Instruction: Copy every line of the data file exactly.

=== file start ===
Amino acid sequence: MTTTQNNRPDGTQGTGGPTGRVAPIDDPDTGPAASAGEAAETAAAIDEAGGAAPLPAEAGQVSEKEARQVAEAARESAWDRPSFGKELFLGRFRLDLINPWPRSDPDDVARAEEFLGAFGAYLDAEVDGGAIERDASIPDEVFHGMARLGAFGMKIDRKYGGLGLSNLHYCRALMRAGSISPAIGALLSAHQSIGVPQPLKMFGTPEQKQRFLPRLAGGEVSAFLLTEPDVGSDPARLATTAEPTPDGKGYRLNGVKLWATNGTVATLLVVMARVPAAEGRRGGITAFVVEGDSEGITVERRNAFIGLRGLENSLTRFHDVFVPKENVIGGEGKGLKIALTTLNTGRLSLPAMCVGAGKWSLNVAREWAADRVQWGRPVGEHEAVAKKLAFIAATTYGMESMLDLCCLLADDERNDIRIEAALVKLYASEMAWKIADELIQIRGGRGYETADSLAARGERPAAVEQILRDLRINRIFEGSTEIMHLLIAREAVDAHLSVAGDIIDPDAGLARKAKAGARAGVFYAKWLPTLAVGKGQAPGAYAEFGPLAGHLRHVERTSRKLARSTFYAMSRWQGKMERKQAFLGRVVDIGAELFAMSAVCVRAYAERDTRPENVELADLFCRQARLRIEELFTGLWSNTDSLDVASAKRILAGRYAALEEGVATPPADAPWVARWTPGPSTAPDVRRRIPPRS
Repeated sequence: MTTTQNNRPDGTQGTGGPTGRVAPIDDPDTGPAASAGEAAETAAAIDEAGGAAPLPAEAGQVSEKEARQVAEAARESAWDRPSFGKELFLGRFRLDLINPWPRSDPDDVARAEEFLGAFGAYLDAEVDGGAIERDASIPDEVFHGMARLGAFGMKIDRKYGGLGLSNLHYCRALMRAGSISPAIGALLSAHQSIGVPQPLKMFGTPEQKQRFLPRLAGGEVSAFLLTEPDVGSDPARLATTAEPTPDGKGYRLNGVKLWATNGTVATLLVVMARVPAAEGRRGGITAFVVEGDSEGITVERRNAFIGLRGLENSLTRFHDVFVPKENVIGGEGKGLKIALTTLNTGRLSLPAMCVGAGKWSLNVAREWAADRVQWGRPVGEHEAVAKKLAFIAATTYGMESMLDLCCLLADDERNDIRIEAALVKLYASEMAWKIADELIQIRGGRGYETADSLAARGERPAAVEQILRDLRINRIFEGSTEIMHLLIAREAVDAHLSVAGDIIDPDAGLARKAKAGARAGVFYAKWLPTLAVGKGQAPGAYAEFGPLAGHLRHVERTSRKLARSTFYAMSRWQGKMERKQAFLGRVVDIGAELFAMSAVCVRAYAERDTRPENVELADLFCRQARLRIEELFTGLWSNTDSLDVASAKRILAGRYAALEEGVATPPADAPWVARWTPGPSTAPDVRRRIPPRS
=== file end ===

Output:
Amino acid sequence: MTTTQNNRPDGTQGTGGPTGRVAPIDDPDTGPAASAGEAAETAAAIDEAGGAAPLPAEAGQVSEKEARQVAEAARESAWDRPSFGKELFLGRFRLDLINPWPRSDPDDVARAEEFLGAFGAYLDAEVDGGAIERDASIPDEVFHGMARLGAFGMKIDRKYGGLGLSNLHYCRALMRAGSISPAIGALLSAHQSIGVPQPLKMFGTPEQKQRFLPRLAGGEVSAFLLTEPDVGSDPARLATTAEPTPDGKGYRLNGVKLWATNGTVATLLVVMARVPAAEGRRGGITAFVVEGDSEGITVERRNAFIGLRGLENSLTRFHDVFVPKENVIGGEGKGLKIALTTLNTGRLSLPAMCVGAGKWSLNVAREWAADRVQWGRPVGEHEAVAKKLAFIAATTYGMESMLDLCCLLADDERNDIRIEAALVKLYASEMAWKIADELIQIRGGRGYETADSLAARGERPAAVEQILRDLRINRIFEGSTEIMHLLIAREAVDAHLSVAGDIIDPDAGLARKAKAGARAGVFYAKWLPTLAVGKGQAPGAYAEFGPLAGHLRHVERTSRKLARSTFYAMSRWQGKMERKQAFLGRVVDIGAELFAMSAVCVRAYAERDTRPENVELADLFCRQARLRIEELFTGLWSNTDSLDVASAKRILAGRYAALEEGVATPPADAPWVARWTPGPSTAPDVRRRIPPRS
Repeated sequence: MTTTQNNRPDGTQGTGGPTGRVAPIDDPDTGPAASAGEAAETAAAIDEAGGAAPLPAEAGQVSEKEARQVAEAARESAWDRPSFGKELFLGRFRLDLINPWPRSDPDDVARAEEFLGAFGAYLDAEVDGGAIERDASIPDEVFHGMARLGAFGMKIDRKYGGLGLSNLHYCRALMRAGSISPAIGALLSAHQSIGVPQPLKMFGTPEQKQRFLPRLAGGEVSAFLLTEPDVGSDPARLATTAEPTPDGKGYRLNGVKLWATNGTVATLLVVMARVPAAEGRRGGITAFVVEGDSEGITVERRNAFIGLRGLENSLTRFHDVFVPKENVIGGEGKGLKIALTTLNTGRLSLPAMCVGAGKWSLNVAREWAADRVQWGRPVGEHEAVAKKLAFIAATTYGMESMLDLCCLLADDERNDIRIEAALVKLYASEMAWKIADELIQIRGGRGYETADSLAARGERPAAVEQILRDLRINRIFEGSTEIMHLLIAREAVDAHLSVAGDIIDPDAGLARKAKAGARAGVFYAKWLPTLAVGKGQAPGAYAEFGPLAGHLRHVERTSRKLARSTFYAMSRWQGKMERKQAFLGRVVDIGAELFAMSAVCVRAYAERDTRPENVELADLFCRQARLRIEELFTGLWSNTDSLDVASAKRILAGRYAALEEGVATPPADAPWVARWTPGPSTAPDVRRRIPPRS